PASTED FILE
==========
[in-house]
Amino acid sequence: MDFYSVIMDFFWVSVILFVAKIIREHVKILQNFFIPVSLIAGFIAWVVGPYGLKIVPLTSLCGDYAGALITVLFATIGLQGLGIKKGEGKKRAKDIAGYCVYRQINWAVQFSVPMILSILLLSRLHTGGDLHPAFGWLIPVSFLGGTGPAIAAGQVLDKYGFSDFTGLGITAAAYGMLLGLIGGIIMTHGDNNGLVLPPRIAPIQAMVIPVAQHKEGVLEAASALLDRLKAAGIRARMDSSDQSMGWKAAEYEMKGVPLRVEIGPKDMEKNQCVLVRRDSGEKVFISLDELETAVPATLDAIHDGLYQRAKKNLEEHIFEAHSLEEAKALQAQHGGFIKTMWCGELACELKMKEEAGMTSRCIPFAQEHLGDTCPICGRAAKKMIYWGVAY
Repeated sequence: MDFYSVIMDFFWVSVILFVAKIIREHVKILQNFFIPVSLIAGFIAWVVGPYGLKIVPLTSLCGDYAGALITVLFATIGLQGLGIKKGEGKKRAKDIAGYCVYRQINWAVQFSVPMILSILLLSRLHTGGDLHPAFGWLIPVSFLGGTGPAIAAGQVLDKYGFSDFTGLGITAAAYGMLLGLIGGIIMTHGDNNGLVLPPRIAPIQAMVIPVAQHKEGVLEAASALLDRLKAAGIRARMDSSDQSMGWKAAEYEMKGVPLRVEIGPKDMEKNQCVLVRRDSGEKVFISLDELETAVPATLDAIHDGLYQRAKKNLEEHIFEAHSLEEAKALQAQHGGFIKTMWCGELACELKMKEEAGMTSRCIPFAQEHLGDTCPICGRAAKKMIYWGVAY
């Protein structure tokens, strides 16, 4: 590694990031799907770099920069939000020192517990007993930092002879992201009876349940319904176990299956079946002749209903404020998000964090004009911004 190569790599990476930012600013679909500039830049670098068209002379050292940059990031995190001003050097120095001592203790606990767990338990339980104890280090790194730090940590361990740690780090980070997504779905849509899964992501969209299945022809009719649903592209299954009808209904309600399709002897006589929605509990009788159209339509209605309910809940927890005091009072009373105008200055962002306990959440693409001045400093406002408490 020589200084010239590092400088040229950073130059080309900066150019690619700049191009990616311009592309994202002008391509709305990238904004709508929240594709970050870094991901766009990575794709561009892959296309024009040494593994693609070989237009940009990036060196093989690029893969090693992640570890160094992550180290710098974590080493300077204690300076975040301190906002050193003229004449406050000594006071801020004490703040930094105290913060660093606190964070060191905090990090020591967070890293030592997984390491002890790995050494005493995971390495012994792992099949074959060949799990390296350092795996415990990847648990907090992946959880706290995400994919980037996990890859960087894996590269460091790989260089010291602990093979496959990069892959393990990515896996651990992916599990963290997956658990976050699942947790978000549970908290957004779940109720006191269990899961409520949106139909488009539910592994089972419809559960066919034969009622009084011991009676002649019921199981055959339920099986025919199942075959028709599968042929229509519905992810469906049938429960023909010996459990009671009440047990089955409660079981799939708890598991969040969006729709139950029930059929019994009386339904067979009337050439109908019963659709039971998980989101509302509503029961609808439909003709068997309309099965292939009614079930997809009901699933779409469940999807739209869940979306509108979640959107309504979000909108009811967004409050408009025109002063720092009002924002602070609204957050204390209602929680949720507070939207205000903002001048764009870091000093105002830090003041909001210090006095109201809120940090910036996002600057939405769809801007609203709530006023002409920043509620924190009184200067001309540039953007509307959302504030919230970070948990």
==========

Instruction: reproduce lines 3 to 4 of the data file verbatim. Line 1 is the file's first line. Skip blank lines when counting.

Repeated sequence: MDFYSVIMDFFWVSVILFVAKIIREHVKILQNFFIPVSLIAGFIAWVVGPYGLKIVPLTSLCGDYAGALITVLFATIGLQGLGIKKGEGKKRAKDIAGYCVYRQINWAVQFSVPMILSILLLSRLHTGGDLHPAFGWLIPVSFLGGTGPAIAAGQVLDKYGFSDFTGLGITAAAYGMLLGLIGGIIMTHGDNNGLVLPPRIAPIQAMVIPVAQHKEGVLEAASALLDRLKAAGIRARMDSSDQSMGWKAAEYEMKGVPLRVEIGPKDMEKNQCVLVRRDSGEKVFISLDELETAVPATLDAIHDGLYQRAKKNLEEHIFEAHSLEEAKALQAQHGGFIKTMWCGELACELKMKEEAGMTSRCIPFAQEHLGDTCPICGRAAKKMIYWGVAY
């Protein structure tokens, strides 16, 4: 590694990031799907770099920069939000020192517990007993930092002879992201009876349940319904176990299956079946002749209903404020998000964090004009911004 190569790599990476930012600013679909500039830049670098068209002379050292940059990031995190001003050097120095001592203790606990767990338990339980104890280090790194730090940590361990740690780090980070997504779905849509899964992501969209299945022809009719649903592209299954009808209904309600399709002897006589929605509990009788159209339509209605309910809940927890005091009072009373105008200055962002306990959440693409001045400093406002408490 020589200084010239590092400088040229950073130059080309900066150019690619700049191009990616311009592309994202002008391509709305990238904004709508929240594709970050870094991901766009990575794709561009892959296309024009040494593994693609070989237009940009990036060196093989690029893969090693992640570890160094992550180290710098974590080493300077204690300076975040301190906002050193003229004449406050000594006071801020004490703040930094105290913060660093606190964070060191905090990090020591967070890293030592997984390491002890790995050494005493995971390495012994792992099949074959060949799990390296350092795996415990990847648990907090992946959880706290995400994919980037996990890859960087894996590269460091790989260089010291602990093979496959990069892959393990990515896996651990992916599990963290997956658990976050699942947790978000549970908290957004779940109720006191269990899961409520949106139909488009539910592994089972419809559960066919034969009622009084011991009676002649019921199981055959339920099986025919199942075959028709599968042929229509519905992810469906049938429960023909010996459990009671009440047990089955409660079981799939708890598991969040969006729709139950029930059929019994009386339904067979009337050439109908019963659709039971998980989101509302509503029961609808439909003709068997309309099965292939009614079930997809009901699933779409469940999807739209869940979306509108979640959107309504979000909108009811967004409050408009025109002063720092009002924002602070609204957050204390209602929680949720507070939207205000903002001048764009870091000093105002830090003041909001210090006095109201809120940090910036996002600057939405769809801007609203709530006023002409920043509620924190009184200067001309540039953007509307959302504030919230970070948990």